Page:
King is amazing. While the cover may compare her to John Green, she is has a voice that is entirely unique and her own. King has created here a book that mixes photography with philosophy. Glory speaks the language of film, pre-digital and more physical and tangible. She uses light meters and ties the numbers she uses directly to her life: “By shooting the darkest areas three zones lighter, you turned a black, lifeless max black zone 0 into a zone 3. I think, in life, most of us did this all the time.” King also embraces a fierce and beautiful feminism in this book. It’s the feminism that we all viscerally crave, one that speaks to the power of girls and women, a feminism that can save us from ovens.
Glory is such a strong character. I love that she is cool and real, and yet she feels that she is the most awkward, unsexy and unreal person in the world. That is such a teen feeling, a feeling of hiding and being masked and fake. King captures it beautifully. Glory grows throughout the book, emerging from behind all of the barriers that she has set up for others before they can meet who she really is. The problem is that she is also hiding from herself.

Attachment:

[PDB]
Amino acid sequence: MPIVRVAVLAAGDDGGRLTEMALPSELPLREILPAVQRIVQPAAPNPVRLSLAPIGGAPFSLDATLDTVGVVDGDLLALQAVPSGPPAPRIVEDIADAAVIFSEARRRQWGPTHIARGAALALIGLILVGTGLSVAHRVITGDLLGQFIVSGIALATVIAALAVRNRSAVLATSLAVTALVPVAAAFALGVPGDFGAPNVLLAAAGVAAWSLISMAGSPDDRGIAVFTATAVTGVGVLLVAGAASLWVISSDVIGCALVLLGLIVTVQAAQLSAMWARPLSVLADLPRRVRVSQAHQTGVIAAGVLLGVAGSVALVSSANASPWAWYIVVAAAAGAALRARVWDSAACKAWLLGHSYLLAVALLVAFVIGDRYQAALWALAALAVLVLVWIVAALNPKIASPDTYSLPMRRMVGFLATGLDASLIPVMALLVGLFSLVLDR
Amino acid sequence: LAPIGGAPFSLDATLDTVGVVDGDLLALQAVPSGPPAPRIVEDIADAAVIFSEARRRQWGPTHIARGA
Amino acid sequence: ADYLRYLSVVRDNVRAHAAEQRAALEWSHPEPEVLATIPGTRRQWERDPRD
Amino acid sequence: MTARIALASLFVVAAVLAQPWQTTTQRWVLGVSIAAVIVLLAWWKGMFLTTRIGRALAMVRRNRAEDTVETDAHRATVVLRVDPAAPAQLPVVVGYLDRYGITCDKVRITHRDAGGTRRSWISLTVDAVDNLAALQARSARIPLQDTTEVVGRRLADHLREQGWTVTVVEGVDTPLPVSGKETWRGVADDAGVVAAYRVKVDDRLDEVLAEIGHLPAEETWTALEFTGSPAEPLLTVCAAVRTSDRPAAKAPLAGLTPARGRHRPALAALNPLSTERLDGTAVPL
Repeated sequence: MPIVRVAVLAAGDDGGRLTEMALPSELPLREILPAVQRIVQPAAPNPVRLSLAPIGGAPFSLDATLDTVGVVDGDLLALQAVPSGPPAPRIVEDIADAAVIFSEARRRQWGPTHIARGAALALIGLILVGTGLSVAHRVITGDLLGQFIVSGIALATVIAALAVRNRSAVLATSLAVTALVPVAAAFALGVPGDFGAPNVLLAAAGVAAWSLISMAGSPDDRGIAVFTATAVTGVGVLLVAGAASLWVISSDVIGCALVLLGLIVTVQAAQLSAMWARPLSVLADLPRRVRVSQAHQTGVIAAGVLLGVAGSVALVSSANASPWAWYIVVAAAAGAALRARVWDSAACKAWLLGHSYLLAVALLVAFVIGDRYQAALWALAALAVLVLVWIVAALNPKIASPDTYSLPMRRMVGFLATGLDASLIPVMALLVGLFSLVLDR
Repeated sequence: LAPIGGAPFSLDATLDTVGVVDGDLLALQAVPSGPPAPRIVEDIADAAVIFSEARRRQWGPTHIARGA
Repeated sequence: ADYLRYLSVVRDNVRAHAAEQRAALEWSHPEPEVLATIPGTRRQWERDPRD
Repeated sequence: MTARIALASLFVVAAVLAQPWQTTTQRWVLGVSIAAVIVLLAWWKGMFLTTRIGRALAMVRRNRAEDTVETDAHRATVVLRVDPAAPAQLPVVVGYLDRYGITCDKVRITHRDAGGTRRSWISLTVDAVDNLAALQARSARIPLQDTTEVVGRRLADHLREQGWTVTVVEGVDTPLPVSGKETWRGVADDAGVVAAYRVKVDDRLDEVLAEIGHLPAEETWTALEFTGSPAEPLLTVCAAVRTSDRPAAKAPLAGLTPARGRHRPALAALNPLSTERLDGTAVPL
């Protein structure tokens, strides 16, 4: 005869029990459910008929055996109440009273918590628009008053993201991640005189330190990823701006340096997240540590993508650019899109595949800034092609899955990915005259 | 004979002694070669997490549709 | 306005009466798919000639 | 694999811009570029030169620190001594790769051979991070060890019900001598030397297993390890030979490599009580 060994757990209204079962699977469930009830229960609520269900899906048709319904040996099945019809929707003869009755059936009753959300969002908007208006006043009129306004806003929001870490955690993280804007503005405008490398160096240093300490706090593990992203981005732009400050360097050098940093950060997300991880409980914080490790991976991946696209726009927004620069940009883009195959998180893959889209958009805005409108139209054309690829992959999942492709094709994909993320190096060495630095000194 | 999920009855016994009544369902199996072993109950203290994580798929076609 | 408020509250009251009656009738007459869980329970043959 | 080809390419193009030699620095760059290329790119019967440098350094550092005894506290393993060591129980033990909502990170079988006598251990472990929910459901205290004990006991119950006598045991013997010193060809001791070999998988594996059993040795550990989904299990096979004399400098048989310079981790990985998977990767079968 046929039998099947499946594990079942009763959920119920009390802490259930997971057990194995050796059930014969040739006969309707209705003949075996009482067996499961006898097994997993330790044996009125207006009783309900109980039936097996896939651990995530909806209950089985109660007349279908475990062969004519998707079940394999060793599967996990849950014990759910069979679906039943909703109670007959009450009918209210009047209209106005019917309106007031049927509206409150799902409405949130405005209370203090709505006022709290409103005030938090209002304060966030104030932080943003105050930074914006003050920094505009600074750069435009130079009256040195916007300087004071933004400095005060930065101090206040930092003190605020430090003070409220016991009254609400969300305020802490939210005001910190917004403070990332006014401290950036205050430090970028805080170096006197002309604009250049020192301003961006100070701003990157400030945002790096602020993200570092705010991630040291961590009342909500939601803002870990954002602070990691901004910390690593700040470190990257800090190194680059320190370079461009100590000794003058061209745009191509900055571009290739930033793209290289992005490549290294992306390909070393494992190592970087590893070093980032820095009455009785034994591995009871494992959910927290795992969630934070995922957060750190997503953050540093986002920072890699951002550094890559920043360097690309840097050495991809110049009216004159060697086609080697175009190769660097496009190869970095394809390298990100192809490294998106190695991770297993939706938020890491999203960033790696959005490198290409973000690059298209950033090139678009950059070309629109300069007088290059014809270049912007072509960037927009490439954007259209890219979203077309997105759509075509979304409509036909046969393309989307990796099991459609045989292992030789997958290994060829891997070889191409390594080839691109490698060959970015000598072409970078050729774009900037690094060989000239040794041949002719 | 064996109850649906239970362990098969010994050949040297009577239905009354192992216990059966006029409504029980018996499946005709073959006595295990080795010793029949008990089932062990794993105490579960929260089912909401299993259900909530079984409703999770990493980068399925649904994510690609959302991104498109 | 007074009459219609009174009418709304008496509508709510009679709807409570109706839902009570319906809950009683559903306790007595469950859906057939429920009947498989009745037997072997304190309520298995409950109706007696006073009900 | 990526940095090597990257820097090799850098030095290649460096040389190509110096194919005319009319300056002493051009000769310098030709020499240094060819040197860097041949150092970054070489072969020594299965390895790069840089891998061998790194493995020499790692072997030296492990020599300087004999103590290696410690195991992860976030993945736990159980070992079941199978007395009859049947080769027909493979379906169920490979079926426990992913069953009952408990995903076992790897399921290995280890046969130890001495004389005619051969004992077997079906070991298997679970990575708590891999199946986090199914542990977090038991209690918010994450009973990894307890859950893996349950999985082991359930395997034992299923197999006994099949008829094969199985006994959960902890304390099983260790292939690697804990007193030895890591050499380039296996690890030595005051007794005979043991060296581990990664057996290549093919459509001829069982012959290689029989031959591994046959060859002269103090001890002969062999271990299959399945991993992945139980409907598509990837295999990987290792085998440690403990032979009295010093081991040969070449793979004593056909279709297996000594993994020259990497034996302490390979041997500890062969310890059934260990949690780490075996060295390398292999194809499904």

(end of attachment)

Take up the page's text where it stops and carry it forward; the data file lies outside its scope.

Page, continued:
Strong, beautiful, feminist and fierce, this book is one inspiring read for all of us who hide and need to be found by ourselves. Appropriate for ages 15-18.
Reviewed from library copy.
The Canadian Children’s Book Centre announced the winners of the 2014 Canadian Children’s Literature Awards. Here are the winners of the six English-language awards:
The TD Canadian Children’s Literature Award
The Man with the Violin by Kathy Stinson, illustrated by Dušan Petričic (my review)
The Marilyn Baillie Picture Book Award
How To by Julie Morstad (my review)
The Norma Fleck Award for Canadian Children’s Non-fiction
The Last Train: A Holocaust Story by Rona Arato
The Geoffrey Bilson Award for Historical Fiction for Young People
Graffiti Knight by Karen Bass
The John Spray Mystery Award
Who I’m Not by Ted Staunton
The Monica Hughes Award for Science Fiction & Fantasy